There was one other new Tide starter in Saturday's game, as Cornelius Wortham got the nod ahead of Victor Ellis at strongside linebacker. "We made the decision to start Wortham over Ellis during the week of practice based on performance," Franchione related.
Several times during the contest, Alabama appeared on the verge of salting the game away--only to come up short when most needed. "Normally it can take some time to build the (players') confidence to make (big) plays," Franchione explained. "When we came in, Alabama had a five-game losing streak. We lost our first one to make that six in a row--and 10 out of the previous 13. So (the team) had some fragileness about it. That takes time to mend."
"It would be difficult to just pick one key play (that spelled the difference) Saturday," Franchione continued. "On the kickoff early in the second half I thought we had recovered the fumble, but then we get up off the pile and we don't have it. On the two-point conversion (attempt) we missed a block on the edge that if we had gotten it would have given Tyler some more time. Jason McAddley was going to be open.
"As I tell our kids, we've played four games now. And we're two plays away from being 4-0--and a few plays away from being 0-4. That's how tight things have been. That's the way things have gone. We had a few more plays go our way in the Arkansas game, but it could have been close."
Of course the relentless pace of a college football season leaves little time to worry about what might have been. Sunday the squad worked on correcting mistakes, and Tuesday they return to the practice field to prepare for next week. Franchione explained. "We live in the last game until we watch the film. We'll talk about the negatives and accentuate the positives with the players. We've got to accentuate the things that we can correct, but then we've got to move forward.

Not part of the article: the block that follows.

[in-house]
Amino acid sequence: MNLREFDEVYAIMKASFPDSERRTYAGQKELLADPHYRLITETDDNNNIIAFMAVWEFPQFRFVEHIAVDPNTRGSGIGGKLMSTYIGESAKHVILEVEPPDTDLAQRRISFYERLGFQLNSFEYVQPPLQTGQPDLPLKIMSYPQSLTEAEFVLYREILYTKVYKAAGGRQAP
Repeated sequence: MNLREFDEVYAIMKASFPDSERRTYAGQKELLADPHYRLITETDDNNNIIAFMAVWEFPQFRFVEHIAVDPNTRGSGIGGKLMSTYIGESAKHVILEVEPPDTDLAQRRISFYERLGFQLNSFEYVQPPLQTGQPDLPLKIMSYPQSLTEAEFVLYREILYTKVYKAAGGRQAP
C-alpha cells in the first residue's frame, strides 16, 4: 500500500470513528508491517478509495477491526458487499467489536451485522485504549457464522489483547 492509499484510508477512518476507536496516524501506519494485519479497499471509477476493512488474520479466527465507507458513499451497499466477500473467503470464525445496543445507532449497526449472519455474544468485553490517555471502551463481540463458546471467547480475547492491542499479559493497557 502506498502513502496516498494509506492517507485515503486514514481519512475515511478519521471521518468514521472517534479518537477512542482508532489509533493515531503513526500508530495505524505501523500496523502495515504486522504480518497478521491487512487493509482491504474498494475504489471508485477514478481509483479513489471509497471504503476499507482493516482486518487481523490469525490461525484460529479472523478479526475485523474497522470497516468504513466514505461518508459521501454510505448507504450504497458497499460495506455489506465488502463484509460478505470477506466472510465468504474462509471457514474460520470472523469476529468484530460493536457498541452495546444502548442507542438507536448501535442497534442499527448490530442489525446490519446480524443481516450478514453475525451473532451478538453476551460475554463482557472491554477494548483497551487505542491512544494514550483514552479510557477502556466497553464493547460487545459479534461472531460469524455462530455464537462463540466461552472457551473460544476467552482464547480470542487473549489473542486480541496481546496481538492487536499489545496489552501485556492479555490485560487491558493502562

"We're 2-2. Everything is in front of us. We'll play three games in October. We've got to look up on November 1st and be a better football team than we are now. And we've got a chance to do that, if we keep improving and moving ahead."
Next up for the Tide is a game versus Texas El Paso. But even though the Miners are little-known to most Bama fans, Franchione understands the game will be a challenge. "They'll be a much tougher opponent than fans realize. People around here don't know as much about them, probably, but they know what it takes to win. This will be an exciting game for (UTEP). They have played in their stadium in front of 50-60,000 fans before, so I don't think a big crowd will bother them a bit."
UTEP is a member of the Western Athletic Conference, and Franchione is very familiar with them from his coaching days at TCU. "They have Bum Phillips' grandson at quarterback," Franchione related. "I know that (tight end) Joey Knapp is explosive. At tailback Sherman Austin played against us last year, and he's a pretty good back."
But easily the Miners' top offensive threat is All-America candidate Lee Mays at wide receiver. "Mays has good speed, good hands; he runs good routes," was Franchione's scouting report. "He's a tall, rangy receiver. I think he would be an early round draft choice. He's going to be one of the best receivers we've played. From last year they do a good job of throwing (down-the-field passes) with him. They throw screen (passes) to him, and he's really good at running those.
"(Head Coach) Gary Nord is a good offensive coach. They've been pretty productive on offense. UTEP was outstanding last year, and they have the ability to make some big plays with their offense."